Archive for February, 2019

Metamorphic Power

February 20, 2019

Transformation Moments?

What do my second grade teacher and DreamForge magazine have in common?  They both believe that there is power contained in stories.

Last week, I told you about Sister Stephanie, my first grade teacher.  My second grade teacher had just as great an impact, although it took a completely different form.  Physically, Miss Eileen O’Donnell was not at all like Sister Stephanie.  My long-ago memory recalls her as young and slim, with short, curling, brownish-black hair.  Compared to Sister Stephanie, Miss O’Donnell seemed very, very tall.

We first graders were already familiar with Miss O’Donnell because the first and second grade classrooms were next to each other and – I seem to recall – shared a connecting door.  That meant if Sister Stephanie had to step away for a moment, Miss O’Donnell would be the one who supervised us.  I don’t ever recall her having trouble, so her youth was no barrier to her being an authority figure.

Moving over into the Second Grade room seemed to me like a step on the road to adulthood.  Miss O’Donnell was very serious about reading, basic math, and any number of other subjects.  But it was in a subject that wasn’t even part of the curriculum where she had her greatest impact on me.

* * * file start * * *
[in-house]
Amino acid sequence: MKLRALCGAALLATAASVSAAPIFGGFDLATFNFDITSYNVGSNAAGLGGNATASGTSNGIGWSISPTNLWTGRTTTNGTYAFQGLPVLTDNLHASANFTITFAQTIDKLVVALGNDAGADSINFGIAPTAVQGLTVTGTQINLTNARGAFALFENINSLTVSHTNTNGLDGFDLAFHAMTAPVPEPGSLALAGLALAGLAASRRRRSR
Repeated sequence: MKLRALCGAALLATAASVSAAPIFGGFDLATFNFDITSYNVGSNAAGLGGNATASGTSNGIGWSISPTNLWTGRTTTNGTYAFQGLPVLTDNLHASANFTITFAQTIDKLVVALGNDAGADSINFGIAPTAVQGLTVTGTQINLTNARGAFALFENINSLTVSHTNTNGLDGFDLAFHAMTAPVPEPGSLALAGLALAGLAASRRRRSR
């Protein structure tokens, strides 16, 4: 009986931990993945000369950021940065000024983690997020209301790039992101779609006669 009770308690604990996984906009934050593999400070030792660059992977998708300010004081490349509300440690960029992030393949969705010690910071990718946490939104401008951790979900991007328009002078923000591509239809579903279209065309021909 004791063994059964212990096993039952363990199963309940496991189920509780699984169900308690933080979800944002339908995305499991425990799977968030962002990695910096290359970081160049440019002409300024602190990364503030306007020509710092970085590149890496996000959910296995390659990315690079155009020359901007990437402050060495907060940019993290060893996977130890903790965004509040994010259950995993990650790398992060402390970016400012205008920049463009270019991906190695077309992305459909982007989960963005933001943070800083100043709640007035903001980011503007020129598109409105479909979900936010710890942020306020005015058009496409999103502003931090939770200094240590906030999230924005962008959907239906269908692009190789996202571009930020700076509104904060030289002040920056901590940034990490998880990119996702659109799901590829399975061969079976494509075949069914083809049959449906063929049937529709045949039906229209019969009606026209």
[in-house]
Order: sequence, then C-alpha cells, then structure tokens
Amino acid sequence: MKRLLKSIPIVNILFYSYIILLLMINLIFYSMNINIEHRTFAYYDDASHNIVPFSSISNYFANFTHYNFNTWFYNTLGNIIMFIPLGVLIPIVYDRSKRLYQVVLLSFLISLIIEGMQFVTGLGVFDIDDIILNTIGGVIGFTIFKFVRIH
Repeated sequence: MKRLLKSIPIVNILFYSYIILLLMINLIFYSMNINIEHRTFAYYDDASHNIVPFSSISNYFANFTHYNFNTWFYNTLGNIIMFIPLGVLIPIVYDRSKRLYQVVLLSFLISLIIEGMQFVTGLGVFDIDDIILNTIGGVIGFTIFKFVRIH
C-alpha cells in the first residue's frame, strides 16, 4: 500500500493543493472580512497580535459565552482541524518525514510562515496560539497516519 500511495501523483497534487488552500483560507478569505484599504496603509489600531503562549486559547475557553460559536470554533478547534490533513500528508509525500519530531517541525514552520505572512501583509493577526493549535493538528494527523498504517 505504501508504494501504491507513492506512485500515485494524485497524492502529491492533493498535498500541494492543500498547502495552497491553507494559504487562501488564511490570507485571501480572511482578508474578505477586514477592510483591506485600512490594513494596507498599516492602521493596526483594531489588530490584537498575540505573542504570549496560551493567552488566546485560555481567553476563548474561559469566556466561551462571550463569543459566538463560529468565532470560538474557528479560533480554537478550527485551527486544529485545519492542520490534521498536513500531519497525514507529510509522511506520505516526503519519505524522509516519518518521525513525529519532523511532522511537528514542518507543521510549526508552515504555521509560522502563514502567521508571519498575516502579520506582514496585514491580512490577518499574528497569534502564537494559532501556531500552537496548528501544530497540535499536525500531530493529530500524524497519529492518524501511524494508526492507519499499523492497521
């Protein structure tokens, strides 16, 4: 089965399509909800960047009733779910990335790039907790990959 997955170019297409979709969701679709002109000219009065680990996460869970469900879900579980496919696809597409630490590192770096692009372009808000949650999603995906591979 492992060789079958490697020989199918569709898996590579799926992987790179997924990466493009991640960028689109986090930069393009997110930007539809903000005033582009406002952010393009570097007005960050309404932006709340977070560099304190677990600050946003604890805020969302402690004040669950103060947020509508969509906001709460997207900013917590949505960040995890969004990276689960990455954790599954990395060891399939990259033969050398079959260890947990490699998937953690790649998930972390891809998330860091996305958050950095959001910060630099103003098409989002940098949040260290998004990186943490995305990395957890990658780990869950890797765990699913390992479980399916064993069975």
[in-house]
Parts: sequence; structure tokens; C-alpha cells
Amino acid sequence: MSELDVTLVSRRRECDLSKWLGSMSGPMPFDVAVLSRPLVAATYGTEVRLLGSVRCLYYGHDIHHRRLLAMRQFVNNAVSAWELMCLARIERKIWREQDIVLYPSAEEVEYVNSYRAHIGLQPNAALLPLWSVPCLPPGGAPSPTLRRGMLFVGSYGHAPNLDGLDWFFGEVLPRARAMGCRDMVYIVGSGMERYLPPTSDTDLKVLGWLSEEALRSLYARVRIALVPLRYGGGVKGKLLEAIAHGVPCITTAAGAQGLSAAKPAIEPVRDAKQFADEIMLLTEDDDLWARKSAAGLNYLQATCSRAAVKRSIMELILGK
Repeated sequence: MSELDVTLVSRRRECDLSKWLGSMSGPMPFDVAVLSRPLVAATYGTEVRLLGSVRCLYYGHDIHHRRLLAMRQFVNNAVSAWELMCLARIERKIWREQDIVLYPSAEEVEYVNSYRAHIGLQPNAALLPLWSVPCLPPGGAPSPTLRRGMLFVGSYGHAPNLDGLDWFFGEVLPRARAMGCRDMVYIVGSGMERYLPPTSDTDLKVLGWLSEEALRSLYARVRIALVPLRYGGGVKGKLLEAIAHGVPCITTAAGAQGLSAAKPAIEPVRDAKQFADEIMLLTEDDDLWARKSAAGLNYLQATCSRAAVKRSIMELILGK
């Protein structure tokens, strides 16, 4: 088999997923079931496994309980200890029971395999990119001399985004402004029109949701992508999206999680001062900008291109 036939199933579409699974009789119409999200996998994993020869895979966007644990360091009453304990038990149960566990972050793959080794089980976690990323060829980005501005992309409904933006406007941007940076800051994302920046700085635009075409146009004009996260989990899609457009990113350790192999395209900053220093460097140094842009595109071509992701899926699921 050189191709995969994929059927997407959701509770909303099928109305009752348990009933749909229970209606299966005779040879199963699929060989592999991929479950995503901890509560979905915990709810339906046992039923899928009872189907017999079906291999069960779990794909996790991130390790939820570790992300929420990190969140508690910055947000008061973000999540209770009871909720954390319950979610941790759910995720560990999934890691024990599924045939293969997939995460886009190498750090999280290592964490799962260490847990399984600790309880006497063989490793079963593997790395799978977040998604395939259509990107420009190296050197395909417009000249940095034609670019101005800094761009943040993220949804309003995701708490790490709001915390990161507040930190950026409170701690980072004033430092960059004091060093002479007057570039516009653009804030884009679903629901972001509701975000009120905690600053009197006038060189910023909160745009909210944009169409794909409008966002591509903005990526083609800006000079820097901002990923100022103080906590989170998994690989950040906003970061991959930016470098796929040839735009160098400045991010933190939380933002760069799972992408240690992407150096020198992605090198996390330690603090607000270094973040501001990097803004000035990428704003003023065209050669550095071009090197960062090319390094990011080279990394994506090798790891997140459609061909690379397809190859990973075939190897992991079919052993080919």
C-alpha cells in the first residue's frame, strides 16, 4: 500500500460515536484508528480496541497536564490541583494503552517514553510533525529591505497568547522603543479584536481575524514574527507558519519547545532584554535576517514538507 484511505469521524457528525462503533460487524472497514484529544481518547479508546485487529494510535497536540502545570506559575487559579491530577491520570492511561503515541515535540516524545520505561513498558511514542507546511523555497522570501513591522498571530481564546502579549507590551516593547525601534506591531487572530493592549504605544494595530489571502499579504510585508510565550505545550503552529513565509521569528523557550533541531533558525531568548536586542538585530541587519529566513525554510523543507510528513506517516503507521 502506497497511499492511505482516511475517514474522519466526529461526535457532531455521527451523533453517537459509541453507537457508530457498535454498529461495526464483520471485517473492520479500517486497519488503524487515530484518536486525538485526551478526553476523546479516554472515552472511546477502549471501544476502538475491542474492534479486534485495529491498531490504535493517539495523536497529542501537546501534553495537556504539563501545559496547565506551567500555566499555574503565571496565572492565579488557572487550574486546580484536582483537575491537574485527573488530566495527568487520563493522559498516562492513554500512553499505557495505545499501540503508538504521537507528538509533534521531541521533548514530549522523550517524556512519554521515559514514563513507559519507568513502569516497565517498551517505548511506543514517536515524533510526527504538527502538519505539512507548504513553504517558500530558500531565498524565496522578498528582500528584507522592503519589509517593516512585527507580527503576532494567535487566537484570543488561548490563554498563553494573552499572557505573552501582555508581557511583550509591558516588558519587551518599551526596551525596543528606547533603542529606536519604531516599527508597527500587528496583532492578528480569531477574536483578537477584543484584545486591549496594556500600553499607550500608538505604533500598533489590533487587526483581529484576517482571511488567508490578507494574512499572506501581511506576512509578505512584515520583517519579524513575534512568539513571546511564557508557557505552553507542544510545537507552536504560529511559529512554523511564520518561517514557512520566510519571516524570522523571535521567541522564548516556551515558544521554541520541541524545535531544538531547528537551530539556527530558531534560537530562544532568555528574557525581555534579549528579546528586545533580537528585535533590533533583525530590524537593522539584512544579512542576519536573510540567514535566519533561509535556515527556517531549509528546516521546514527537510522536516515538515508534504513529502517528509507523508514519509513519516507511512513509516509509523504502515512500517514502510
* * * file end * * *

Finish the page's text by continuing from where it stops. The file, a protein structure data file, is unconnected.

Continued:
Although I’d only learned to read the year before, I rapidly read above my grade.  Miss O’Donnell made no effort to hold me back, even though I was less than perfect in spelling and phonics.  When I started outdistancing my classmates, she arranged for me to join an advanced reading group with the third graders.  This arrangement was probably made easier because her sister taught the third grade.  Once a day, I would walk downstairs to join Miss Patricia O’Donnell (who we referred to as Miss O’Donnell Third Grade)  and her advanced readers for exciting ventures into books with chapters.

But although this arrangement saved me from boredom, this wasn’t where Miss O’Donnell Second Grade had her biggest impact.  That, as with Sister Stephanie, took the shape of an unexpected gift: in this case a small burnt-orange hardcover book about ancient history.  It was a comfortable size for me to hold but, unlike most of the books for children my age, it had much more print than pictures.  I remember wondering if I could even read something so grown-up looking.  However, I was lured in both by Miss O’Donnell’s matter-of-fact confidence that I could and by the illustrations.